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Drug therapy reduces mortality by 10% in heart failure patients with preserved ejection fraction



The use of ACE inhibitors or angiotensin-receptor blockers could be widened to all patients with heart failure after a study showed the drugs significantly reduced mortality in patients with preserved ejection fraction.

The landmark study showed ACE inhibitors or ARBs reduced the risk of all-cause mortality by 9% in patients with heart failure and a preserved ejection fraction (HFPEF), compared with controls not taking any medication.

Current advice from NICE urges GPs to manage patients with HFPEF by managing co-morbid conditions such as blood pressure through cardiac rehabilitation programmes and education.

But in their one-year study, Swedish researchers showed patients with HFPEF in primary care had reduced mortality.

The findings are in contrast to a number of trials on the subject which could find no difference between study groups in outcomes of death, and fuel the debate over the treatment of patients with preserved ejection fraction. The researchers said those studies were either underpowered or had selection bias.

The CHARM-Preserved trial from 2003 found no difference between patients taking candesartan and those not when assessing an outcome of cardiovascular death.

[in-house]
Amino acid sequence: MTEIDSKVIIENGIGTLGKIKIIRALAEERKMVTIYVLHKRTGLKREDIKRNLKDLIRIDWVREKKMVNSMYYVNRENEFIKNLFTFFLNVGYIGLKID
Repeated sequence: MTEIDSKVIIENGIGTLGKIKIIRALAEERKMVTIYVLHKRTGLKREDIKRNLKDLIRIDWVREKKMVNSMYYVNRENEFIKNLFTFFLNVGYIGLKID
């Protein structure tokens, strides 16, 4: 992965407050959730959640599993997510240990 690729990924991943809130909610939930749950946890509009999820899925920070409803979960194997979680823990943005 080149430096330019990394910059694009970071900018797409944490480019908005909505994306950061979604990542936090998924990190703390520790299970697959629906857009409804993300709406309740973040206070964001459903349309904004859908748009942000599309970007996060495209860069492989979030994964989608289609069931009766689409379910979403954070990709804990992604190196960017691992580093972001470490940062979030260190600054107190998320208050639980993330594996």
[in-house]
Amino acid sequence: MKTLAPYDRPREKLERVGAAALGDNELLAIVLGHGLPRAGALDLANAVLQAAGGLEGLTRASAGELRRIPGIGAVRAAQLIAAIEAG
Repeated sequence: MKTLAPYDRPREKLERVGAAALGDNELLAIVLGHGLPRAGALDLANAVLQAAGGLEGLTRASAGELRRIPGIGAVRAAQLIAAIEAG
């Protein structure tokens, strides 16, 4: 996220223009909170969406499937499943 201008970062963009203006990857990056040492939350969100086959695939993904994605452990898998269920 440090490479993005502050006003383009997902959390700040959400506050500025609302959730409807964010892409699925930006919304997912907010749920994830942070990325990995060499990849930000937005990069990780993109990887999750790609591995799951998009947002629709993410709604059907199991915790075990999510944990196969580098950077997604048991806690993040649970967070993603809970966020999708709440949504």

This latest trial looked at 16,216 patients with HFPEF visiting primary care outpatient clinics from the Swedish Heart Failure Registry treated with ACE inhibitors or ARBs, and matched controls not treated with drugs.

Overall the crude survival rates were 86% for the treated group and 69% for the non-treated group, this translated to a statistically significant 10% reduction in the risk of all-cause mortality in patients treated with ACE inhibitors or ARBs, compared with those who were not.

When treated patients were compared with matched controls, the rate of one year survival was slightly reduced, but remained statistically significant, at 77% for treated patients and 72% for matched controls.

The researchers concluded: ‘Our results, together with the signal toward benefit in randomised controlled trials, suggest that renin angiotensin system (RAS) antagonists may be beneficial in patients with HFPEF.’

Dr Ahmet Fuat, a cardiology GPSI in Darlington, said the result was interesting, but there needed to be trial evidence before ACE inhibitors or ARBs are included as an option for patients with HFPEF.

He added: ‘We do still use them in these patients, but mainly the elderly cohort with co-morbidities.

‘I think it is important that we look at the co-morbidities with this patient group before using RAS antagonists.’

Dr Clare Taylor, GP in Birmingham and clinical research fellow in cardiovascular disease, said: ‘The findings suggest a mortality benefit associated with use of these drugs however the results should be interpreted with some caution.

As the authors acknowledge, several randomised controlled trials have failed to show a benefit of ACE inhibitors and ARBs albeit with limitations in the studies themselves. Patients who are generally more unwell may also be less likely to be prescribed ACE inhibitors and ARBs and more likely to die earlier than more healthy patients in which these drugs can be used safely.’

JAMA 2012, online 28 November

http://jama.jamanetwork.com/article.aspx?articleid=1456058